Youth on the vanguard of efforts for a better world for all

Youth delegates at this year's Youth Forum highlighted the importance of decent jobs at a time where changes to globalization are characterised by lower wages and rising inequalities.

News | 01 February 2017
NEW YORK (ILO News) – In a climate of renewed concerns about economic, social and environmental issues, youth employment remains a top priority for the international community with 71 million youth unemployed globally.

UN Secretary-General António Guterres in addressing the Forum via video message invited the youth delegates at the annual Youth Forum to “tell us how the United Nations can see the world from your perspective – and answer your concerns.”

The Youth Forum, convened by the Economic and Social Council (ECOSOC), brought together over 600 youth delegates and Ministers of Youth to share their ideas and suggestions to more equitably achieve sustainable development.

Throughout the Forum, delegations and youth representatives emphasized the critical importance of addressing youth employment. During two days of panel discussions, thematic breakout sessions and side-events, young people highlighted concrete measures for action.

On the issue of employment, there was a widespread concern about job quality, especially in emerging and developing countries, and it remains a major concern for youth. In fact, 152.2 million youth live in extreme poverty or in moderate poverty despite being in employment. This means that more than 2 in every 5 young people in the workforce are without work or working but poor (ILO, 2016).

A session on “Ending poverty in all its forms and creating decent jobs for youth” jointly organized by ILO, UNDP, UNCTAD, UNCDF, UNICEF, IOM and the Major Group for Children and Youth offered an opportunity for Member States, young leaders and youth organizations to identify solutions in the areas of youth in fragile situations, youth entrepreneurship and quality apprenticeships. These thematic areas have been identified as areas of priority by the Global Initiative on Decent Jobs for Youth that was launched at the ECOSOC Youth Forum in February 2016.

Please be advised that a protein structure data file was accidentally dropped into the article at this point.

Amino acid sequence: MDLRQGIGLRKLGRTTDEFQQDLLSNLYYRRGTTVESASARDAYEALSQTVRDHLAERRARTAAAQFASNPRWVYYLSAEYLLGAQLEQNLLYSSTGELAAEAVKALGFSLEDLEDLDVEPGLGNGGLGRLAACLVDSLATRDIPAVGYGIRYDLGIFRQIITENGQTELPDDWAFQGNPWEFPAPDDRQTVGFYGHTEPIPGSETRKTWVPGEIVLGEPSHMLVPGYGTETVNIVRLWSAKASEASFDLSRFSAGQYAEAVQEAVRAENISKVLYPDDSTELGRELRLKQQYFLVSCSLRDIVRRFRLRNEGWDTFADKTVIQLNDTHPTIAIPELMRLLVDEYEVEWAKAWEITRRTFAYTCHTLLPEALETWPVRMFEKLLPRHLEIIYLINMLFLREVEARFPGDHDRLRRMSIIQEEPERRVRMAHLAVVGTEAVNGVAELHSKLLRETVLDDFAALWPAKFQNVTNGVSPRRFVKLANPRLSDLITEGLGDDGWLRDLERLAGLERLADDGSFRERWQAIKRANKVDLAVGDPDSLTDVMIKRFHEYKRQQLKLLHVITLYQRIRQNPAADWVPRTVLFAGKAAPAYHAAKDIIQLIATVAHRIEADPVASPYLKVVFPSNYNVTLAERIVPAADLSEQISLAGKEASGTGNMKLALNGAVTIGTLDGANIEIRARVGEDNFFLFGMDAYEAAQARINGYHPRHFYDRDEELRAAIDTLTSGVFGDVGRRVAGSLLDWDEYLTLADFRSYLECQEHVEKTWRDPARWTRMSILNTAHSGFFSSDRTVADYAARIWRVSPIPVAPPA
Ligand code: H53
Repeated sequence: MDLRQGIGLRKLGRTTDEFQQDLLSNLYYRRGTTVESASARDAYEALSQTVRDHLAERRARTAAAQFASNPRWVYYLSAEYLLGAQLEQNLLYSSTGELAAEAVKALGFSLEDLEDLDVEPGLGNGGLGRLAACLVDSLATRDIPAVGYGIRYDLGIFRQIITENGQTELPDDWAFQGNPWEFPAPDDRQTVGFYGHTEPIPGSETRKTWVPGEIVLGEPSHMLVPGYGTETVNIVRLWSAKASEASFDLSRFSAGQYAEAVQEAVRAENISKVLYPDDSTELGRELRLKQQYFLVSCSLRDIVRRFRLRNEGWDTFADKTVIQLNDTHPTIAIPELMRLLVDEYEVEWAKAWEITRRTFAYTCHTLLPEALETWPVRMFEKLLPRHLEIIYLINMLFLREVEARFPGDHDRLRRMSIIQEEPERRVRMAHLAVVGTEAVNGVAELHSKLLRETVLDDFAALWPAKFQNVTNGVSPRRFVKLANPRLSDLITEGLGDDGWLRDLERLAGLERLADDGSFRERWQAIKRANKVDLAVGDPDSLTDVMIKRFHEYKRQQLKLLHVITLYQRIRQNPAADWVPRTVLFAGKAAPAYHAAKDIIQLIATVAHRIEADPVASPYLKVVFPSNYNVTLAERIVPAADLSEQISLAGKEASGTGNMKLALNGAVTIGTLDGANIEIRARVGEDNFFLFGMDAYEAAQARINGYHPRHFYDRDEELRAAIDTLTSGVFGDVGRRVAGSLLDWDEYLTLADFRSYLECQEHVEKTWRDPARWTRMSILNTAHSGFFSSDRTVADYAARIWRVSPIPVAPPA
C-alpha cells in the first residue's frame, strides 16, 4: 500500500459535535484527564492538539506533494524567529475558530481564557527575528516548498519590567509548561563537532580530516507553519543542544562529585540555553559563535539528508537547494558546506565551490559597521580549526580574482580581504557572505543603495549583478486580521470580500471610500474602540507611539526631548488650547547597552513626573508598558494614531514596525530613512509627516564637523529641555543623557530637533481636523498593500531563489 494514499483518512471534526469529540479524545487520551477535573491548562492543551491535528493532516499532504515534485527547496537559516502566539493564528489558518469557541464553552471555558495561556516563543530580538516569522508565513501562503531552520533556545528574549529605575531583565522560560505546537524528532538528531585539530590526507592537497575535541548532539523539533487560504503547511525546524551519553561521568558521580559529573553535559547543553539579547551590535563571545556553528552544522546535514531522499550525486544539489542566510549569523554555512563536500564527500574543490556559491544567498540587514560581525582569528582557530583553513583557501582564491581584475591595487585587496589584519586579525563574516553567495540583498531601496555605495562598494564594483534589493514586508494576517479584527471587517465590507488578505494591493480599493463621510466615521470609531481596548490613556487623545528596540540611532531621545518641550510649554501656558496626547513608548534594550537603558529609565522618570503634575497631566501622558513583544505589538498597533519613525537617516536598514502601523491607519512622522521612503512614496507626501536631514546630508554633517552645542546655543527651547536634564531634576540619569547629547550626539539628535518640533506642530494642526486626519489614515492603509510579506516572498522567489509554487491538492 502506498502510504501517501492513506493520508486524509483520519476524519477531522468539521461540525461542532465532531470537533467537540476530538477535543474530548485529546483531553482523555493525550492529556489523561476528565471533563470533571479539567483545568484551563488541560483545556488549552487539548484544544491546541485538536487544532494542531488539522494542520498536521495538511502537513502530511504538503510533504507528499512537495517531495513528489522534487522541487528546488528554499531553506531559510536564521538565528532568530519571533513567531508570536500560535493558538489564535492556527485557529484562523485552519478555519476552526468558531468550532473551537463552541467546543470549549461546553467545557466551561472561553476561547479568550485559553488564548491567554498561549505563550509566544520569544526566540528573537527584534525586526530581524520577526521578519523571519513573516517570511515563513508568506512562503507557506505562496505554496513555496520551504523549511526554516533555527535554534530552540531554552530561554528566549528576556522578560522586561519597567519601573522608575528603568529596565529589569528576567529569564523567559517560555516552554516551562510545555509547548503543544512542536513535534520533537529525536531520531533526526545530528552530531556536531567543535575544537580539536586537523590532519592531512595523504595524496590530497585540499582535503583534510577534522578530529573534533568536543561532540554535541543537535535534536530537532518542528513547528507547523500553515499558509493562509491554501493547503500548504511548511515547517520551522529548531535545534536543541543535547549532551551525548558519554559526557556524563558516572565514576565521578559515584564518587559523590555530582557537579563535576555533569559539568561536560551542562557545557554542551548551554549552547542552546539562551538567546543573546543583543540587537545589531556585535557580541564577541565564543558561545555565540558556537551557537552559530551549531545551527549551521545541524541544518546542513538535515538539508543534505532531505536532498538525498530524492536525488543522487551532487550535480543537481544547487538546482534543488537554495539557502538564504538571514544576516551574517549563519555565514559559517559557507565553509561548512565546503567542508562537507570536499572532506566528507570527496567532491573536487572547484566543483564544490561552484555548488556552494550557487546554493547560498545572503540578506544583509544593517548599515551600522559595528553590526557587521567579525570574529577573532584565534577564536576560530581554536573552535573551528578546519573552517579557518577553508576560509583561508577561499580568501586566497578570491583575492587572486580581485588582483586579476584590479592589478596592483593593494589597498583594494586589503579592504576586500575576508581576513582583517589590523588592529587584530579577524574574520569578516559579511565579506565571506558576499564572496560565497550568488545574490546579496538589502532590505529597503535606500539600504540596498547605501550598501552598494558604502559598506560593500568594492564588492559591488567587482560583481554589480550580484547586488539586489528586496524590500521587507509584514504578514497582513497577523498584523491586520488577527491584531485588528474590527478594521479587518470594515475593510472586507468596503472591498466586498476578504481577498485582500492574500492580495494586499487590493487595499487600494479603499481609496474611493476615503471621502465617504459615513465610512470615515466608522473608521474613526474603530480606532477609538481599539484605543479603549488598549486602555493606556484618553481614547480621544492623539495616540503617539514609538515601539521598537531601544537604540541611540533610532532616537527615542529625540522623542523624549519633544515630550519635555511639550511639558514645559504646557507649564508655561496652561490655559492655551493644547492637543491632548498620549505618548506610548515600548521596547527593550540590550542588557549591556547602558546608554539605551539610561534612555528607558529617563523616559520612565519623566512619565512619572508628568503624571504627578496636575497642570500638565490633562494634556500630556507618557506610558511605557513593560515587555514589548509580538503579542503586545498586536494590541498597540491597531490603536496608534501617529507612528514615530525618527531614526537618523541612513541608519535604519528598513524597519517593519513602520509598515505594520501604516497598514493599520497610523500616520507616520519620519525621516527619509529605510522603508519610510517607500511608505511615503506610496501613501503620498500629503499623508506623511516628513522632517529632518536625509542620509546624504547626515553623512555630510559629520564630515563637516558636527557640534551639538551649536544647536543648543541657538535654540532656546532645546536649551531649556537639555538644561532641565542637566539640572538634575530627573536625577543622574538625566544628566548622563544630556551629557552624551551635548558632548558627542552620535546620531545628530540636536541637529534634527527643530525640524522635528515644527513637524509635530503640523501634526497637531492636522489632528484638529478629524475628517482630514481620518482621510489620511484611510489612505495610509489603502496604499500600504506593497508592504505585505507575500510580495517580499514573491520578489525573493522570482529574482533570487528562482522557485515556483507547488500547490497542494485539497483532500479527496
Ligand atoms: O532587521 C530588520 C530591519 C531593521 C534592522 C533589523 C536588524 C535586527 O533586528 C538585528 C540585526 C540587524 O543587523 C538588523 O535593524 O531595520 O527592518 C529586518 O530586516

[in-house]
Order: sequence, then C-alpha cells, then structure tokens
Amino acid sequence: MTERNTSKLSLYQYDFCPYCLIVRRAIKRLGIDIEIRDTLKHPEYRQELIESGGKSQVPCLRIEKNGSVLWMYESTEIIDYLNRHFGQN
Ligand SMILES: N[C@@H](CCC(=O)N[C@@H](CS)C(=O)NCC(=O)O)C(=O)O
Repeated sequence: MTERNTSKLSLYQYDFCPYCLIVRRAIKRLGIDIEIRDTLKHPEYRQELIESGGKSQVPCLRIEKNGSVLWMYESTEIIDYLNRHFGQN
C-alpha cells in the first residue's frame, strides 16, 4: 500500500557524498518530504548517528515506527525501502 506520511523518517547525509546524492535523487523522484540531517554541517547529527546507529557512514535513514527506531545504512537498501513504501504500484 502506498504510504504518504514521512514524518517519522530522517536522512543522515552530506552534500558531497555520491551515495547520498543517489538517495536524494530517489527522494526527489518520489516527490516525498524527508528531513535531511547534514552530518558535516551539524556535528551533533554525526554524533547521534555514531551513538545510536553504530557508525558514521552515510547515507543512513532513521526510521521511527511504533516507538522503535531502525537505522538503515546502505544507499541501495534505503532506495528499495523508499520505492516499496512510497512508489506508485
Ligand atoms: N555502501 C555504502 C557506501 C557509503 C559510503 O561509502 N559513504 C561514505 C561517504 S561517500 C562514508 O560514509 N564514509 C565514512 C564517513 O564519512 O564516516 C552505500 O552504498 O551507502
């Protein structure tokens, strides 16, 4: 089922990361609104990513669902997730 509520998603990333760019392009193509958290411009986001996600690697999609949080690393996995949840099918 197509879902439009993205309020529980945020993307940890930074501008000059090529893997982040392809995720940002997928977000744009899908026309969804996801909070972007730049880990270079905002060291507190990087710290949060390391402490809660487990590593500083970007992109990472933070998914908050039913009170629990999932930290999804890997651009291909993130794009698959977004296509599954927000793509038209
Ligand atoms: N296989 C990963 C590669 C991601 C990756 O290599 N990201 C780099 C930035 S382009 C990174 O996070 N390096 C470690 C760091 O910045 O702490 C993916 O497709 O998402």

“The Global Initiative on Decent Jobs for Youth is the most comprehensive UN System wide effort for the promotion of youth employment worldwide including 22 United Nations entities,” said Mr. Vinícius Pinheiro, Special Representative to the UN and Director of the ILO Office for the United Nations.

The Initiatives objective, continued Mr. Pinheiro, is to facilitate increased impact and expanded country-level action on decent jobs for youth. It was devised around a strategic alliance of engagement groups within and beyond the UN system, the Global Initiative seeks to assist Member States in delivering on the 2030 Agenda for Sustainable Development.

In 2016, significant efforts were made to set the foundation to operationalize the Global Initiative on Decent Jobs for Youth. Moving forward, Mr. Pinheiro highlighted concrete actions across several themes, including:
  • Skills for youth, including digital skills and quality apprenticeships
  • Green jobs for youth,
  • Supporting young people in the rural economy,
  • Facilitating the transition from the informal to the formal economy,
  • Supporting young people in fragile situations,
  • Enhancing youth entrepreneurship and self-employment, and
  • Assisting youth, aged 15 to 17, who are in hazardous occupations.
Ms. Helen Clark, Administrator of the United Nations Development Programme highlighted the need for youth economic empowerment and referred to joint work under the Global Initiative on Decent Jobs for Youth.

Mr. Werner Faymann, the UN Secretary-General’s Special Envoy on Youth Employment urged Governments, the private sector, youth-led organizations and young leaders to join forces in promoting decent jobs for youth and creating fair societies.

Addressing all participants of the ECOSOC Youth Forum, Mr. Pinheiro concluded: “Only by working together we can achieve that common goal of full and productive employment and decent work for youth.”